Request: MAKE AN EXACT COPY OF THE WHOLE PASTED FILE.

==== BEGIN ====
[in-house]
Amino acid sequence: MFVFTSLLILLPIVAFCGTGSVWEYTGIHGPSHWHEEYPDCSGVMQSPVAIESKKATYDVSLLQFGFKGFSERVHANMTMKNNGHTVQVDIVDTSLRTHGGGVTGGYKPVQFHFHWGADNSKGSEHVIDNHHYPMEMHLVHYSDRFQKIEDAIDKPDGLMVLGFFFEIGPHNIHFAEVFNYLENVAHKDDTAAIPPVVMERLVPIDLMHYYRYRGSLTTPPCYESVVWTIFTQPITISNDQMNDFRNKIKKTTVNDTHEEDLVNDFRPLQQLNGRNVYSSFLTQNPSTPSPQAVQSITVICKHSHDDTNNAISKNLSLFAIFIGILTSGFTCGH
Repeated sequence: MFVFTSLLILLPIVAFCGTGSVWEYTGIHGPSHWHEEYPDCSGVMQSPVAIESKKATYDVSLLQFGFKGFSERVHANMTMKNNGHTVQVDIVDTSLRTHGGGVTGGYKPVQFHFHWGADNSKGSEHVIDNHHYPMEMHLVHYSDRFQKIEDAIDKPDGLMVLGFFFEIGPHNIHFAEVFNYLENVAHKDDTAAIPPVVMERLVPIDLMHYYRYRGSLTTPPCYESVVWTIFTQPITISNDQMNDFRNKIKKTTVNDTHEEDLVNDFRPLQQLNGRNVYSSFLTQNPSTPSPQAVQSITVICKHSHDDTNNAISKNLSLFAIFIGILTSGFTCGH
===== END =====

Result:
[in-house]
Amino acid sequence: MFVFTSLLILLPIVAFCGTGSVWEYTGIHGPSHWHEEYPDCSGVMQSPVAIESKKATYDVSLLQFGFKGFSERVHANMTMKNNGHTVQVDIVDTSLRTHGGGVTGGYKPVQFHFHWGADNSKGSEHVIDNHHYPMEMHLVHYSDRFQKIEDAIDKPDGLMVLGFFFEIGPHNIHFAEVFNYLENVAHKDDTAAIPPVVMERLVPIDLMHYYRYRGSLTTPPCYESVVWTIFTQPITISNDQMNDFRNKIKKTTVNDTHEEDLVNDFRPLQQLNGRNVYSSFLTQNPSTPSPQAVQSITVICKHSHDDTNNAISKNLSLFAIFIGILTSGFTCGH
Repeated sequence: MFVFTSLLILLPIVAFCGTGSVWEYTGIHGPSHWHEEYPDCSGVMQSPVAIESKKATYDVSLLQFGFKGFSERVHANMTMKNNGHTVQVDIVDTSLRTHGGGVTGGYKPVQFHFHWGADNSKGSEHVIDNHHYPMEMHLVHYSDRFQKIEDAIDKPDGLMVLGFFFEIGPHNIHFAEVFNYLENVAHKDDTAAIPPVVMERLVPIDLMHYYRYRGSLTTPPCYESVVWTIFTQPITISNDQMNDFRNKIKKTTVNDTHEEDLVNDFRPLQQLNGRNVYSSFLTQNPSTPSPQAVQSITVICKHSHDDTNNAISKNLSLFAIFIGILTSGFTCGH